True it is that some of his detractors sought occasion against him. They thought they had found what they sought in his teaching of Christian perfection. “This is Mr. Wesley’s doctrine!” they cried. “He preaches perfection!” He readily admitted that he did, yet he contended that it was not his doctrine any more than it was the doctrine of Jesus Christ, St. Paul, St. James, St. Peter, and St. John, and “everyone who preaches the pure and the whole gospel. I tell you, as plain as I can speak, where and when I found this. I found it in the oracles of God, in the Old and New Testament” [Works, 11:444].

Wesley, as previously mentioned, had not only a command of Scriptural understanding, but was also well acquainted with the writings of the Church Fathers. Of those Fathers who lived and wrote in the first three centuries, he unapologetically claimed that they were “the most authentic commentators on Scripture, as being both nearest the fountain, and eminently endued with that Spirit by whom all Scripture was given” [Works, 10:484

Observers on all hands do not deny the significant differences in the teachings of second blessing holiness arising from within the modern holiness movement since the days of early Methodism. What is most alarming, however, is the fact that these “differences,” by and large, are found to be new. “But,” writes Wesley, “whatever doctrine is new must be wrong; for the old religion is the only true one; and no doctrine can be right, unless it is the very same ‘which was from the beginning’” [“On Sin in Believers,” 3.9]. Mr. Wesley is not alone in this assertion. Theologians have long adhered to the rule that anything new in doctrinal teaching is to be discarded.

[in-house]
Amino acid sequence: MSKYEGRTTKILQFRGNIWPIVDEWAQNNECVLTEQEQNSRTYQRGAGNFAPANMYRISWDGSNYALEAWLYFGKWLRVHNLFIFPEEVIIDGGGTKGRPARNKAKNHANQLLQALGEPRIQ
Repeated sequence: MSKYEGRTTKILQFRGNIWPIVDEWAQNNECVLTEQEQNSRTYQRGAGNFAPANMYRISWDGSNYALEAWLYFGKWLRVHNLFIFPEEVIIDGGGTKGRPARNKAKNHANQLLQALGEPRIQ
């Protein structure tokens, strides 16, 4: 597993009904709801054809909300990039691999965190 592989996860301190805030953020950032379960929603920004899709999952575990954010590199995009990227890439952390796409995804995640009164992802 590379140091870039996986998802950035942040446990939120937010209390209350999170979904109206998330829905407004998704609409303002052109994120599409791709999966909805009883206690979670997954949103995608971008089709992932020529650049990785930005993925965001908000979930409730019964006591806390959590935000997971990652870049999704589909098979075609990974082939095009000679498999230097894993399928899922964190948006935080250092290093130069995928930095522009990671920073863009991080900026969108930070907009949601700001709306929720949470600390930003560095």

In summary we must be mindful of the fact that the doctrine of Scriptural holiness as taught and preached by Mr. Wesley and other early Methodist leaders is fully reliable and in perfect accord with the New Testament, the earliest of Church Fathers and historical divines of reliable orthodoxy up and through the eighteenth century. Again, Wesley did not cut himself off from history. He was able to effectively synthesize all that had been taught in the Scriptures and church history concerning the subject of holiness. Sadly, with the adding of new teachings to this subject, the modern holiness movement cannot claim such scriptural and historical authority. There are aspects of their teaching that were never known before the nineteenth century.

The Wesleyan revival has long been considered exceptional for its length of endurance, its bringing about a moral revolution in society and the gathering of a host of followers effectively and safely swept into the Kingdom. Much of this success can be attributed to the scriptural truth as it was preached and taught by early Wesleyan Methodism. The New Testament underscores the importance of teachers in the Church. All who are in earnest to save their souls must choose their teachers. Let us choose wisely.